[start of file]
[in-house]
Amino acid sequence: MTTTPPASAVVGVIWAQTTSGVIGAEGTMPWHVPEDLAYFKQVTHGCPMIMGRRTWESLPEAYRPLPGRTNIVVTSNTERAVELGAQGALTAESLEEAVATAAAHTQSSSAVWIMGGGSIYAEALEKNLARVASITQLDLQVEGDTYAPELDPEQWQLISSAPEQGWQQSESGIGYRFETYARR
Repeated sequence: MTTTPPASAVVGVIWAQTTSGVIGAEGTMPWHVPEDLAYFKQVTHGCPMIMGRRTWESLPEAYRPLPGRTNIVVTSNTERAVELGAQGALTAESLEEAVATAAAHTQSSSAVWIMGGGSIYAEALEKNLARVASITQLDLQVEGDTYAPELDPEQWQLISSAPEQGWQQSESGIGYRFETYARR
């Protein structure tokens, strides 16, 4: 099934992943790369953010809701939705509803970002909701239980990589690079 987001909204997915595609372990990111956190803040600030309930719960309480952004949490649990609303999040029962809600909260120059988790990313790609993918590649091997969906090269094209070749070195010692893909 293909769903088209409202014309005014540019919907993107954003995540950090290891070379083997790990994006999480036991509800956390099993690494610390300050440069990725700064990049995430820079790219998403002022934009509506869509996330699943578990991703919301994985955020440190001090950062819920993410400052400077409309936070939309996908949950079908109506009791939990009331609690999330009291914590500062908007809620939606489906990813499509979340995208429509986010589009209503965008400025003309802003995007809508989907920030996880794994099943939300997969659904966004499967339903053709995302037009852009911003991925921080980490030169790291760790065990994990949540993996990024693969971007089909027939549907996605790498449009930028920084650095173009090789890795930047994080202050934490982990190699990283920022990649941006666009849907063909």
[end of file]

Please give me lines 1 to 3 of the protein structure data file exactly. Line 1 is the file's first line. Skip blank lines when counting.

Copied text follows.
[in-house]
Amino acid sequence: MTTTPPASAVVGVIWAQTTSGVIGAEGTMPWHVPEDLAYFKQVTHGCPMIMGRRTWESLPEAYRPLPGRTNIVVTSNTERAVELGAQGALTAESLEEAVATAAAHTQSSSAVWIMGGGSIYAEALEKNLARVASITQLDLQVEGDTYAPELDPEQWQLISSAPEQGWQQSESGIGYRFETYARR
Repeated sequence: MTTTPPASAVVGVIWAQTTSGVIGAEGTMPWHVPEDLAYFKQVTHGCPMIMGRRTWESLPEAYRPLPGRTNIVVTSNTERAVELGAQGALTAESLEEAVATAAAHTQSSSAVWIMGGGSIYAEALEKNLARVASITQLDLQVEGDTYAPELDPEQWQLISSAPEQGWQQSESGIGYRFETYARR